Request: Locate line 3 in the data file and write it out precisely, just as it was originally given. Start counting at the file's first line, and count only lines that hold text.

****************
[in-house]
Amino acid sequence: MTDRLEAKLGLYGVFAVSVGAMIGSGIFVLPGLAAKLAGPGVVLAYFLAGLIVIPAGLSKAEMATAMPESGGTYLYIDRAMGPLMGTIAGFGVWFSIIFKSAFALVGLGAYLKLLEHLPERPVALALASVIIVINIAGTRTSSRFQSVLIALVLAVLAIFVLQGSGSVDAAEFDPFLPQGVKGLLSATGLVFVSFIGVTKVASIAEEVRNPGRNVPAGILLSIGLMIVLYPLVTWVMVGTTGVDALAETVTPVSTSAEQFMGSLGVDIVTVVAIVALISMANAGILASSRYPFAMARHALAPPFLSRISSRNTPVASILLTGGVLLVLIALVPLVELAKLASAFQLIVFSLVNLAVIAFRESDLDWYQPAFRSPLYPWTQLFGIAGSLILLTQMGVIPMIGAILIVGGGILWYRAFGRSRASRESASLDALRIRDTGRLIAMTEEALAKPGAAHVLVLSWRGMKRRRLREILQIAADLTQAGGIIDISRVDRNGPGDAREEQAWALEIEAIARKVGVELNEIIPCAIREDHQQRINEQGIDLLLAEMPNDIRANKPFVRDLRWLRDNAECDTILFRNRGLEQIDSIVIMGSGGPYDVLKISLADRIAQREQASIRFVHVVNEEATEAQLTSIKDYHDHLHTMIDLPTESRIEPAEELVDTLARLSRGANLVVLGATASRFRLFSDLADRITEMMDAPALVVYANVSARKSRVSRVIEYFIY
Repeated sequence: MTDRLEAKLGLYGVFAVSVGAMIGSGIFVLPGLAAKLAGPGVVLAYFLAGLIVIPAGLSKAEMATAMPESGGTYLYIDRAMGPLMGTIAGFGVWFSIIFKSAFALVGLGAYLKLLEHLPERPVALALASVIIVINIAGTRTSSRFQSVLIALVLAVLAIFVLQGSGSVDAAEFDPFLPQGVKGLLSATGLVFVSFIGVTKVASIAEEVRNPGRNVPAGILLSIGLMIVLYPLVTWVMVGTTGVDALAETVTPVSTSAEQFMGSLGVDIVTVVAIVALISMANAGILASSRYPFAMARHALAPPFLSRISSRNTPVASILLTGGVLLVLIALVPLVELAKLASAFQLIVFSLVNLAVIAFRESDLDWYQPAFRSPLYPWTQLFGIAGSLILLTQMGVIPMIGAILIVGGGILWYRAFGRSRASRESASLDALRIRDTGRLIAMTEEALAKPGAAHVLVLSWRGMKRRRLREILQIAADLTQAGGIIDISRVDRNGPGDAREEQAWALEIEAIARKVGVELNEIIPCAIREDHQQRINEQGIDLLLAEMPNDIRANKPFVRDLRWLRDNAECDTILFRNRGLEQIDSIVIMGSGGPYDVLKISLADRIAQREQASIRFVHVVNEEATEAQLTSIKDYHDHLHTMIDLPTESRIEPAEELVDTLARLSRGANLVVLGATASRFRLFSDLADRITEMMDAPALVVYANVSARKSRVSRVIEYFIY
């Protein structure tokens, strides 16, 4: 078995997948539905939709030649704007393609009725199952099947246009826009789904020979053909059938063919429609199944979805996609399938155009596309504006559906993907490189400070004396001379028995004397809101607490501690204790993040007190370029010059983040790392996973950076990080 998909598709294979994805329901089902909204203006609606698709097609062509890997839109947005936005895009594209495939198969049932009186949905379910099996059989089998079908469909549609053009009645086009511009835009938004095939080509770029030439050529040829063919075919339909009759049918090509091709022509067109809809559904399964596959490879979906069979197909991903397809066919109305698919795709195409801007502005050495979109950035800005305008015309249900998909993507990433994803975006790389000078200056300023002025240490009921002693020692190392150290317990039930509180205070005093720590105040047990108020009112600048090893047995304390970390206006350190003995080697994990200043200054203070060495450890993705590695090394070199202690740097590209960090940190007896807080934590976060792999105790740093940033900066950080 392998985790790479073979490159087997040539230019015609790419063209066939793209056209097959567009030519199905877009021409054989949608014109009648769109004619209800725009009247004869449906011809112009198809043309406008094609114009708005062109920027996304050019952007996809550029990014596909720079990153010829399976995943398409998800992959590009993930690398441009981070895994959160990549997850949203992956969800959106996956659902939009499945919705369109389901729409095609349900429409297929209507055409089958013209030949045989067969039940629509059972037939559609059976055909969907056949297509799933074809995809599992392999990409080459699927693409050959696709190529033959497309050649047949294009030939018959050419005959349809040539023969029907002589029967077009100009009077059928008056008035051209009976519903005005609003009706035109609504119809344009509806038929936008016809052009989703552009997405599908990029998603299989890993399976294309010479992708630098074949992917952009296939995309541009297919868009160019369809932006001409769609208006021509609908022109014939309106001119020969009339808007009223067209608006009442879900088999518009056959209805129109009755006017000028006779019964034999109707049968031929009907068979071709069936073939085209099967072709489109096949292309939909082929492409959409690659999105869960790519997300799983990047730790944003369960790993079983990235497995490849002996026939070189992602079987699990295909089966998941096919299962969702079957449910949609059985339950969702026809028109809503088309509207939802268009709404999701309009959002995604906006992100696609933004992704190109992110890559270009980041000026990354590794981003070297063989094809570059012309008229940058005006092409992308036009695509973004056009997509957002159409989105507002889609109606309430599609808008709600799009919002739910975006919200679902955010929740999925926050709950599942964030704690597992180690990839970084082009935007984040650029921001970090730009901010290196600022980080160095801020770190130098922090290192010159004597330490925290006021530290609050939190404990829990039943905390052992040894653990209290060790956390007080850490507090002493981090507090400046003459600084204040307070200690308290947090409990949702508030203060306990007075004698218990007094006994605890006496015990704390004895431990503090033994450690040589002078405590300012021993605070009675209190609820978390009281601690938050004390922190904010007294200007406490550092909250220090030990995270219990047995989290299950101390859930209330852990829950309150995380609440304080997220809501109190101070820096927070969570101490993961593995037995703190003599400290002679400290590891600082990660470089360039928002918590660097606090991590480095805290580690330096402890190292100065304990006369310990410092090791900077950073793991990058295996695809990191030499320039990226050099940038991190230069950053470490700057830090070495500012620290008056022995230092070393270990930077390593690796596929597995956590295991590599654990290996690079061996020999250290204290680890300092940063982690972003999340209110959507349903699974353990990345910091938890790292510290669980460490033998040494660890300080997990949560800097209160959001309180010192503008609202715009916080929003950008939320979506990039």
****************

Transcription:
Repeated sequence: MTDRLEAKLGLYGVFAVSVGAMIGSGIFVLPGLAAKLAGPGVVLAYFLAGLIVIPAGLSKAEMATAMPESGGTYLYIDRAMGPLMGTIAGFGVWFSIIFKSAFALVGLGAYLKLLEHLPERPVALALASVIIVINIAGTRTSSRFQSVLIALVLAVLAIFVLQGSGSVDAAEFDPFLPQGVKGLLSATGLVFVSFIGVTKVASIAEEVRNPGRNVPAGILLSIGLMIVLYPLVTWVMVGTTGVDALAETVTPVSTSAEQFMGSLGVDIVTVVAIVALISMANAGILASSRYPFAMARHALAPPFLSRISSRNTPVASILLTGGVLLVLIALVPLVELAKLASAFQLIVFSLVNLAVIAFRESDLDWYQPAFRSPLYPWTQLFGIAGSLILLTQMGVIPMIGAILIVGGGILWYRAFGRSRASRESASLDALRIRDTGRLIAMTEEALAKPGAAHVLVLSWRGMKRRRLREILQIAADLTQAGGIIDISRVDRNGPGDAREEQAWALEIEAIARKVGVELNEIIPCAIREDHQQRINEQGIDLLLAEMPNDIRANKPFVRDLRWLRDNAECDTILFRNRGLEQIDSIVIMGSGGPYDVLKISLADRIAQREQASIRFVHVVNEEATEAQLTSIKDYHDHLHTMIDLPTESRIEPAEELVDTLARLSRGANLVVLGATASRFRLFSDLADRITEMMDAPALVVYANVSARKSRVSRVIEYFIY